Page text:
People get nervous before ketamine, and for some, this means that their blood pressure rises to the high normal range. I decided it would be safe to pre-treat anyone who is tachycardic or has blood pressure on the high end of the normal range, just to be sure that they did not get anywhere near “too high” after ketamine administration.

I hoped to offer ketamine to groups of 3 to 4 patients at a time. My thinking included the idea that individuals with psychiatric disorders can be very isolated and group therapy can be helpful, and that ketamine experiences are often described with words such as “unifying” and “transpersonal.” Shouldn’t such experiences be shared with others? These sessions also take time, and the logistical realities are that more individuals can have ketamine in a group.

Once I decided to administer ketamine in groups, I needed a protocol, and there no set protocols for KAP. I saw that a group in Fort Collins was offering 5 session groups, with 3 ketamine experiences, and that sounded like a model I could manage.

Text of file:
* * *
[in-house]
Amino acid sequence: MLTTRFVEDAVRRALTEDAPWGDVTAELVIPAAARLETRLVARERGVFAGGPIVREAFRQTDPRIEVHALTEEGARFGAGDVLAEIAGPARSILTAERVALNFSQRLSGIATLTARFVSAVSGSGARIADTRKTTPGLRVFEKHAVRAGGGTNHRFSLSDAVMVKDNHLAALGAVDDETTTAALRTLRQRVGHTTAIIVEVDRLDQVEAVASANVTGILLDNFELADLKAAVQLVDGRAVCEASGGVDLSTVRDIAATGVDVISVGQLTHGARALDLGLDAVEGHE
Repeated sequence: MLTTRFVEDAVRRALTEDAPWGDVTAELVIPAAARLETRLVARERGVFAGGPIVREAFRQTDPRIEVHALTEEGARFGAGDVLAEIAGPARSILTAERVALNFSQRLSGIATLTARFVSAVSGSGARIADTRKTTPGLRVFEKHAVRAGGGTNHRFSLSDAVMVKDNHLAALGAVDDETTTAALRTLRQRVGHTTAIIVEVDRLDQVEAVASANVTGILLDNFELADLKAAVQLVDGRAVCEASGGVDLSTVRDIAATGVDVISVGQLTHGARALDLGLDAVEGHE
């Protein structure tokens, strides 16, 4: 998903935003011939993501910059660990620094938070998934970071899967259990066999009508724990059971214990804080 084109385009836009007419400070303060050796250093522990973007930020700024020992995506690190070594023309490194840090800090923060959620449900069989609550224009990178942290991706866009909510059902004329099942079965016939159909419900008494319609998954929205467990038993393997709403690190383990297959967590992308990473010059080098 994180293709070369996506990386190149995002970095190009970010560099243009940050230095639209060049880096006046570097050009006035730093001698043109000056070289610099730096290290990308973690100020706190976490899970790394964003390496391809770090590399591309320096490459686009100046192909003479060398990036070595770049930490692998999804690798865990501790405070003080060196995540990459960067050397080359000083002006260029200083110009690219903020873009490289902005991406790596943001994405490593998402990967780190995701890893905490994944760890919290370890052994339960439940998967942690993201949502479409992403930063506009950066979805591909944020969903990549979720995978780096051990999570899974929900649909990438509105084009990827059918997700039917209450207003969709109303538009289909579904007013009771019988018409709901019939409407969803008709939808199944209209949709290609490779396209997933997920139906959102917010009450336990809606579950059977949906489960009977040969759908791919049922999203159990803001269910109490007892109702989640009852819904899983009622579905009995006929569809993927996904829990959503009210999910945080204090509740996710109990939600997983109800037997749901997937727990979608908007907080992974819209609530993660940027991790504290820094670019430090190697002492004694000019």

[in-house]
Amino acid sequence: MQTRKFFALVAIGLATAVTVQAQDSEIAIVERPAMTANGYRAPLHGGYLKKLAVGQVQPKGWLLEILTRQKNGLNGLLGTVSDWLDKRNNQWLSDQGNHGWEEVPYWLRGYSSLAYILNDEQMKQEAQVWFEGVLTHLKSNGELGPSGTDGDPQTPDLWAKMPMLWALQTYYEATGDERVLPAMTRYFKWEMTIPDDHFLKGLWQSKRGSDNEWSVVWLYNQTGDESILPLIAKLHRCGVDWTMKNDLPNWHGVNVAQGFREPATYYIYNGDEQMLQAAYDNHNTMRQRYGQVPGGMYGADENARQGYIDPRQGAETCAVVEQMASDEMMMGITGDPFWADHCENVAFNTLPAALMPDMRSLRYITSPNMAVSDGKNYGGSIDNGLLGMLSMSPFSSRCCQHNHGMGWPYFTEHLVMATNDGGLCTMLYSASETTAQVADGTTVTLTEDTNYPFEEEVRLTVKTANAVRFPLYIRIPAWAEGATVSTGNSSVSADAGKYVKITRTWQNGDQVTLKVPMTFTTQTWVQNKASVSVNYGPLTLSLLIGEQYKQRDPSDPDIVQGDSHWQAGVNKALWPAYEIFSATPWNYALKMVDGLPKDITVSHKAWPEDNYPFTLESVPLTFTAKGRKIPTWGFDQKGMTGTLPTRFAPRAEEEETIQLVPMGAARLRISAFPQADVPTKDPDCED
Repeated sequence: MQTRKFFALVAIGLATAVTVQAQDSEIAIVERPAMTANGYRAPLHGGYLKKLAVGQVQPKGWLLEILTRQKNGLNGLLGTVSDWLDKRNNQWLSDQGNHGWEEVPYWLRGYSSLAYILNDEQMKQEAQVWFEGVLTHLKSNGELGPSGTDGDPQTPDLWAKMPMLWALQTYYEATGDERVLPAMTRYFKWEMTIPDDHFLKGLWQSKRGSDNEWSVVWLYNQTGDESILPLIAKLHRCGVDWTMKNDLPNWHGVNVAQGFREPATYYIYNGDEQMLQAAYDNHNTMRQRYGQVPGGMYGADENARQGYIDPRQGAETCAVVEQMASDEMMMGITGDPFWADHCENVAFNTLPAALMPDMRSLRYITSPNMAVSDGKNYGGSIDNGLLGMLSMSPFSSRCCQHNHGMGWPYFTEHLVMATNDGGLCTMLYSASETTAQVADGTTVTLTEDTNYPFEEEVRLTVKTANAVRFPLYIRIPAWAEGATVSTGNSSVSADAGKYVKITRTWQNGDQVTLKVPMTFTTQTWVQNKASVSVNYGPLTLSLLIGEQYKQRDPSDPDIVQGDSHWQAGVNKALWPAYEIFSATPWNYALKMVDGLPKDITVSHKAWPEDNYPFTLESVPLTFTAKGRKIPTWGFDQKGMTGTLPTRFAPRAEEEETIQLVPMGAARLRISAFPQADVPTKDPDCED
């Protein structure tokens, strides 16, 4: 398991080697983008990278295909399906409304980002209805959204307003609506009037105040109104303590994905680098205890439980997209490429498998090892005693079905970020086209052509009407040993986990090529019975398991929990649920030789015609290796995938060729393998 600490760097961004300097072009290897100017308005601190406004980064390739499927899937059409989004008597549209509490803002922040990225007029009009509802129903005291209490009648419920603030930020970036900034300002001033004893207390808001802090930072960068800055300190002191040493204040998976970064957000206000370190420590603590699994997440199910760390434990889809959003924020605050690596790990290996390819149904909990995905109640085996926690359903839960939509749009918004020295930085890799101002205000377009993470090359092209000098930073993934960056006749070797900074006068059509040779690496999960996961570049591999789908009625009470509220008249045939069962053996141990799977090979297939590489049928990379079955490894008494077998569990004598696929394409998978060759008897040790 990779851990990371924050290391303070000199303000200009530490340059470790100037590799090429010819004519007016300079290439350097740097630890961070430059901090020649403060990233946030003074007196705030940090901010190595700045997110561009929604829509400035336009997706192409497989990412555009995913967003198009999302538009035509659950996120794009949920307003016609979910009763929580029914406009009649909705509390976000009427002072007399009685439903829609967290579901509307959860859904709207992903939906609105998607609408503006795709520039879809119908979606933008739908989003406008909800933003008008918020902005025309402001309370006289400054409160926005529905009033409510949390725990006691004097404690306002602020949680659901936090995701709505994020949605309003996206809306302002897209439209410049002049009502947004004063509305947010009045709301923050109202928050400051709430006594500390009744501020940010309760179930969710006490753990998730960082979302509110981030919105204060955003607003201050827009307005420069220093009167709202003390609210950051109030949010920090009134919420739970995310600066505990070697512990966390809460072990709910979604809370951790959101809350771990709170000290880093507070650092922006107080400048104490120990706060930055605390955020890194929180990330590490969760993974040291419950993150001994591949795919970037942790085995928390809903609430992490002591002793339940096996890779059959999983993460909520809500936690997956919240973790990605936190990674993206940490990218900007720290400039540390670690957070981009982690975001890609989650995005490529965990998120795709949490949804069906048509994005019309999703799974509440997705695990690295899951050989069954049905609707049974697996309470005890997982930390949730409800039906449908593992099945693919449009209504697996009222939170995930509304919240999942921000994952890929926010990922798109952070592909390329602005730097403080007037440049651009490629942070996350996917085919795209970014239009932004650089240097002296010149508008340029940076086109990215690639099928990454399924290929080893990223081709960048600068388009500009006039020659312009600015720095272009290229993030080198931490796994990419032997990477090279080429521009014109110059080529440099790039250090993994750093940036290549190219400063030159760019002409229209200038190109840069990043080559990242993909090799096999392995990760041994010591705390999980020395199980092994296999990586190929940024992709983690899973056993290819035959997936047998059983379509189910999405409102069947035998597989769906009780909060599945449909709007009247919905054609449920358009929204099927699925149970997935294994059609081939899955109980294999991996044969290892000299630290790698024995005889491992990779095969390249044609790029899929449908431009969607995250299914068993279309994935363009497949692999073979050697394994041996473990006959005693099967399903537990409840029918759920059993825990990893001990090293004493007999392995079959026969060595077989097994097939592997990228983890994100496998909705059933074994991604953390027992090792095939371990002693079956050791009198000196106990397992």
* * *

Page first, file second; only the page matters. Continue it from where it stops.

I worried about running ketamine groups as a single clinician and decided it would be good to have someone else in the room. I started to look for a therapist with a flexible schedule who might want to join me. I was meeting with a friend one day who had recently retired from working in human resources, who has a PhD in psychology, and whose warm and gentle manner I find calming. Barb was interested in co-facilitating ketamine groups with me, and I was excited to have someone share my enthusiasm for this endeavor.

My next set of lists included an assortment of objects: foldup mattresses, eye shades, a sound system with 4 sets of earphones that could connect to KAP music playlists from my Spotify account, mints and ginger lozenges, throw blankets and pillows, clipboards for notetaking, information and consent forms, and instruction sheets with a timeline leading up to the day of ketamine administration.